Defra reviews GM trial protection

The Government is reviewing ways to reduce the damage done to GM crop trials in Britain by activists.

Potatoes: trials last year were disrupted by anti-GM activists. Credit: Martina Watson
Potatoes: trials last year were disrupted by anti-GM activists. Credit: Martina Watson

Defra told Grower that it is reviewing the issue because "we are concerned that legitimate research and development should not be hampered by people taking the law into their own hands".

It does not yet have specific plans but its review could be stepped up any moment as BASF starts its trial of a blight-resistant potato at the National Institute of Agricultural Botany (NIAB) in Cambridgeshire.

A Defra representative said: "If the Government was to decide in due course that something should be done to reduce the risk of vandalism, all possible options would be considered."

BASF attempted to undertake an identical trial last year but the plants were ripped up in an overnight raid by anti-GM campaigners.

The firm's plans to trial the variety at an approved site in Drayton, Derbyshire, were also scrapped last year because of the farmer's concerns for his personal security (Grower, 9 March 2007).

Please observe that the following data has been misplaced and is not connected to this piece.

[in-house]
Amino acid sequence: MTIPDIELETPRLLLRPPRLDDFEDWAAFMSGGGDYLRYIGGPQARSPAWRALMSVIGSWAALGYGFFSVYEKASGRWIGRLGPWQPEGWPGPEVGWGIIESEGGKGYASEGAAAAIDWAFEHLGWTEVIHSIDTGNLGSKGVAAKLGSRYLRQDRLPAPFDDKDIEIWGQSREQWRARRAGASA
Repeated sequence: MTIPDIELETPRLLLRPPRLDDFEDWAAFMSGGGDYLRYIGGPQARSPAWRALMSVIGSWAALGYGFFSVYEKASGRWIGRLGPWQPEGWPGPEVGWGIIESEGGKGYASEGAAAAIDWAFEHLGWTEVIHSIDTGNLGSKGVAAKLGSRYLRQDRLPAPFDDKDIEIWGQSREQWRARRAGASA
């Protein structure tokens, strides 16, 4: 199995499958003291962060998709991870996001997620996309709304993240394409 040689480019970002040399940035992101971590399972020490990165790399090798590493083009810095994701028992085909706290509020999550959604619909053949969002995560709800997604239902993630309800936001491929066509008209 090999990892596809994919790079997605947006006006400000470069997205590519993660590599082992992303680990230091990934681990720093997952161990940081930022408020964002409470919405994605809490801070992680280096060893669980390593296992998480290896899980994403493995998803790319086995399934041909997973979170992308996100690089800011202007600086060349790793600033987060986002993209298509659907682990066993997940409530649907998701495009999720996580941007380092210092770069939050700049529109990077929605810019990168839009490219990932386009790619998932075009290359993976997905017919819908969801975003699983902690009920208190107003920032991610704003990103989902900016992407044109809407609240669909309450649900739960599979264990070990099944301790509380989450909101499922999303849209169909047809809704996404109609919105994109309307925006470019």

As a result of these actions, the Agricultural Biotechnology Council (ABC) is calling for the location of all trial sites to be kept under wraps. Currently, multinationals like BASF must publish a six-figure grid reference that clearly identifies the location of the field.

ABC chairman Julian Little told Grower: "Most countries do not release the sort of specific information on crop trials that has to be given in Britain. The obligation to publicise the specific location of a GM crop is contained in a European Directive but is interpreted differently across the member states. We in the UK must clarify the framework under which trials may be carried out undisturbed by vandalism."

A Defra representative said it would consider the possibility of keeping trials secret but added that it would be tricky: "EU law requires GM trial locations to be disclosed to the public in some form, so the idea of making it harder to identify trial sites would not necessarily be a straightforward option."

BASF representative Chris Wilson told Grower that it is considering security options for its trial.

Statistics last month revealed that global cultivation of GM crops increased by 12 per cent last year.


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